WLS-AM 890 needs to show a little respect for its listeners in regard to weekend programming. They could at least announce at the beginning of the program that this show was aired two days ago – or yesterday – and then proceed. Or better yet, they could put something else in that time slot.
If they really have to rebroadcast shows to save money – or for whatever reason – they should re-broadcast the Roe and Roeper program from earlier in the day on Fridays. After all, many people who listen to the radio at night probably don’t have the opportunity to listen during the afternoon when Roe and Roeper are live. That would make much better sense than airing the same show that was broadcast last night or the night before in the same time slot.
Saving money is one thing – these overnight reruns a night or two after the original broadcast are simply a waste of airtime.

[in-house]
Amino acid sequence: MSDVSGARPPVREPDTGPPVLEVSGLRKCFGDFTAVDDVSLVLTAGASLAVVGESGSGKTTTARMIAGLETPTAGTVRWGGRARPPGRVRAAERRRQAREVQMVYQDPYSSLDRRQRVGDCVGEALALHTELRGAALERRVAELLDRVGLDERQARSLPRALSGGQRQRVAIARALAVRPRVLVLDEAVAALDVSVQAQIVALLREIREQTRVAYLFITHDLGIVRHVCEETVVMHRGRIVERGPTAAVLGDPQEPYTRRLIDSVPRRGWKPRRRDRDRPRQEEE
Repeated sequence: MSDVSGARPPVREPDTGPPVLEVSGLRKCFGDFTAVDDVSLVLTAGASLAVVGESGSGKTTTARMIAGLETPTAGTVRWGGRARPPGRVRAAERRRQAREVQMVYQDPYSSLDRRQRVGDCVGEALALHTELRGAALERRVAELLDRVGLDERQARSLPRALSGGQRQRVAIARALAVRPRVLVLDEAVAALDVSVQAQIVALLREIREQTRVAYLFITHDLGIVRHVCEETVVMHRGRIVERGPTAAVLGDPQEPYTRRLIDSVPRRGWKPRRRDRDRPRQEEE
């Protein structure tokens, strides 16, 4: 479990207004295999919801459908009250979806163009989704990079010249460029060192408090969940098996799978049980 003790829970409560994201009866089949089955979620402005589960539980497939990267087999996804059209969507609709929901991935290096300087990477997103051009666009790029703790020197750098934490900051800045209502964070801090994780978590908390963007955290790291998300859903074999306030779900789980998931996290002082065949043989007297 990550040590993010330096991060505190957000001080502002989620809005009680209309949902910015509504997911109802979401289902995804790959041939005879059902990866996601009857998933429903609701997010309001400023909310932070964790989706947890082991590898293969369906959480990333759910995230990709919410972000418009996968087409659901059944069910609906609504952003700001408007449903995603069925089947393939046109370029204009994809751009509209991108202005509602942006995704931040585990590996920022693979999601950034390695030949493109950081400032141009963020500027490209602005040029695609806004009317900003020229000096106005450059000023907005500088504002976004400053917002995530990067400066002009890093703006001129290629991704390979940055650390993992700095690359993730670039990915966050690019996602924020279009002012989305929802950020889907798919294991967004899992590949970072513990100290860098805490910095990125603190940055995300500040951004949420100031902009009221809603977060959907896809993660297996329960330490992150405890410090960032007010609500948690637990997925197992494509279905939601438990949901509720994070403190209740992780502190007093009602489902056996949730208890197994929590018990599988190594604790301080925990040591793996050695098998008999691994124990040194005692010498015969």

Again, Chicago needs a conservative radio station that will do things right. For Monday through Friday evening and weekend late night listeners, WLS is not using its time wisely.
They could probably do some local shows with air personalities who would work for low wages in this economy. Anything – absolutely anything – would be better than rerunning last night’s show in the same time slot.
Again, it’s incredibly disrespectful to the listeners who obviously end up flipping the dial, many of whom likely never return. It's simply programming at its most asinine.